Clervaux Abbey

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Clervaux Abbey
Abbaye de Clervaux
Abbaye de Clervaux 02.jpg
Clervaux Abbey
Clervaux Abbey is located in Luxembourg
Clervaux Abbey
Location within Luxembourg
Monastery information
Full name Abbaye Saint-Maurice et Saint-Maur de Clervaux
Order Benedictine
Established 1908
Mother house Solesmes Abbey
Dedicated to Saint Maurice & Saint Maurus
Diocese Luxembourg
Founder(s) Dom Louis-Charles Couturier, O.S.B.
Abbot Dom Michel Jorrot, O.S.B.
Important associated figures Dom Jean Leclercq, O.S.B.
Functional Status active
Architect J.F. Klomp
Style Neo-Romanesque
Groundbreaking 1909
Coordinates 50°03′16″N 6°01′45″E / 50.0544°N 6.0293°E / 50.0544; 6.0293Coordinates: 50°03′16″N 6°01′45″E / 50.0544°N 6.0293°E / 50.0544; 6.0293

The Abbey of St. Maurice and St. Maurus of Clervaux (Luxembourgish: Benediktinerabtei hellege Moritz) (French: Abbaye Saint-Maurice et Saint-Maur de Clervaux), founded in 1890, is a Benedictine monastery in Clervaux, Luxembourg. It is a member of the Solesmes Congregation in the Benedictine Confederation.


The abbey was founded by the Benedictine monks of the Abbey of St. Maur of Glanfeuil in France, itself founded in the 7th century. After its suppression under the French Revolution, that abbey remained vacant until it was re-established in 1890 under Louis-Charles Couturier, O.S.B., Abbot of Solesmes Abbey.[1] In 1901, however, the monks were compelled to leave France due to the anti-clerical laws of the Third French Republic. After finding refuge in Baronville, Belgium (now part of the municipality of Beauraing), the monks began to search for a permanent home. After various inquires failed, they finally settled upon Clervaux. In 1908, a vote was taken by the monastic chapter, which made the decision to dissolve the existing monastery, and to found a new monastery there, dedicated to St. Maurice. Construction on the new abbey, designed in the Neo-Romanesque style by the architect, J.F. Klomp, a Dutchman based in Germany, was begun in 1909. The monks arrived in August 1910 to begin living in the new site. In 1926, the name of St. Maur was added to that of St. Maurice.[2]

In 1937, the Holy See established the monastery as a territorial abbey, independent of the authority of the local bishop. This status lasted until 1946.[3] For much of this period, however, the monastic community of Clervaux lived in exile, having been expelled in January 1941 from the abbey by the Gestapo, as part of their occupation of the nation. The monks were not able to re-occupy their monastery until 1945.[4]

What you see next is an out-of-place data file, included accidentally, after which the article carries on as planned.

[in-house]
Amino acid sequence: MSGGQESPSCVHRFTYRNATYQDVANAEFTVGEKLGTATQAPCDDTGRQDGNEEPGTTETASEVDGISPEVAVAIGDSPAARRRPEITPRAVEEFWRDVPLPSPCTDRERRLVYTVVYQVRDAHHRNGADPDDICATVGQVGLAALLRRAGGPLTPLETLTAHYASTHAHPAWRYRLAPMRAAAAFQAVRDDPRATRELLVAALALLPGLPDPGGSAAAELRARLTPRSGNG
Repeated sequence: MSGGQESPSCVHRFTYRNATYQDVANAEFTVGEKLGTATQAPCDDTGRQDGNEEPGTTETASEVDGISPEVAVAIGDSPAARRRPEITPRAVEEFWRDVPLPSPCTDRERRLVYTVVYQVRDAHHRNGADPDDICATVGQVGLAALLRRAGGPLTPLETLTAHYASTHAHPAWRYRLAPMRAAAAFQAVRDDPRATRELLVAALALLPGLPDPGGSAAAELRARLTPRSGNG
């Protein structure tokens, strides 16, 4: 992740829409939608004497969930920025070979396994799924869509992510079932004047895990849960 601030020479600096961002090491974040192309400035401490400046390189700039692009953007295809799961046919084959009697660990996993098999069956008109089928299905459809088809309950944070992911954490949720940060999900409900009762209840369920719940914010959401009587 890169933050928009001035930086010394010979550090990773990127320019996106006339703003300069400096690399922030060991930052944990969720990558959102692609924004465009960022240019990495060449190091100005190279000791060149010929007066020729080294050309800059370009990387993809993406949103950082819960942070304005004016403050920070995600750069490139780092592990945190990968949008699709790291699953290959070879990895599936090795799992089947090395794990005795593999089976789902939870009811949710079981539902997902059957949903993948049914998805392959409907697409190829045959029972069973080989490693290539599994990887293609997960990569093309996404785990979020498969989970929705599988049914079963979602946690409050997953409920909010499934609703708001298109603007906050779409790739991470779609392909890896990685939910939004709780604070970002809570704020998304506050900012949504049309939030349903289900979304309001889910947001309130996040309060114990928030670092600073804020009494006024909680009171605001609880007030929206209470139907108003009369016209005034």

The Benedictine monks who live here at the moment come from various countries. Together they constitute a spiritual community and family under the authority of the abbot. All of them lead a very secluded and retired life following the Rule of Saint Benedict. They divide their time between personal and communal prayer and work. The main emphasis lies on the communal chorus prayers, consisting of psalms and hymns, known as the Liturgy of the Hours and on the celebration of the Eucharist.

The monks also help with spiritual activities outside the monastery when needed for religious retreats, substitution for clergy in the parishes of the diocese, pastoral care or dispensing of the sacraments. Some of the monks excel in intellectual and artistic activities. They also do manual work according to the needs of the monastery and charity institutions.

As part of a monastic congregation which helped in the revival of Gregorian chant in the 19th century, St. Maurice Abbey has produced several notable recordings of this music performed by the monks of the abbey.

Notable connections[edit]

The noted Icelandic writer, Halldór Laxness (1902–1998), converted to Roman Catholicism while staying at the abbey. The monastic community has supported a Catholic mission to Scandinavia for many years.

A monk of the abbey, Dom Jean Leclercq, O.S.B., was a noted patristics scholar and helped to guide the renewal of Catholic monastic life during the last half of the 20th century.

Australian-based Luxembourg composer Georges Lentz wrote his one-hour solo electric guitar piece “Ingwe” during a stay at the abbey.


  1. ^ "Congregation". Abbaye Saint-Pierre de Solesmes. 
  2. ^ "Histoire". Abbaye Saint-Maurice de Clervaux. (in French)
  3. ^ "Territorial Abbey of Saint-Maurice et Saint-Maur de Clervaux". Catholic Hierarchy. 
  4. ^ "Pendant la guerre". Abbaye Saint-Maurice de Clervaux. (in French)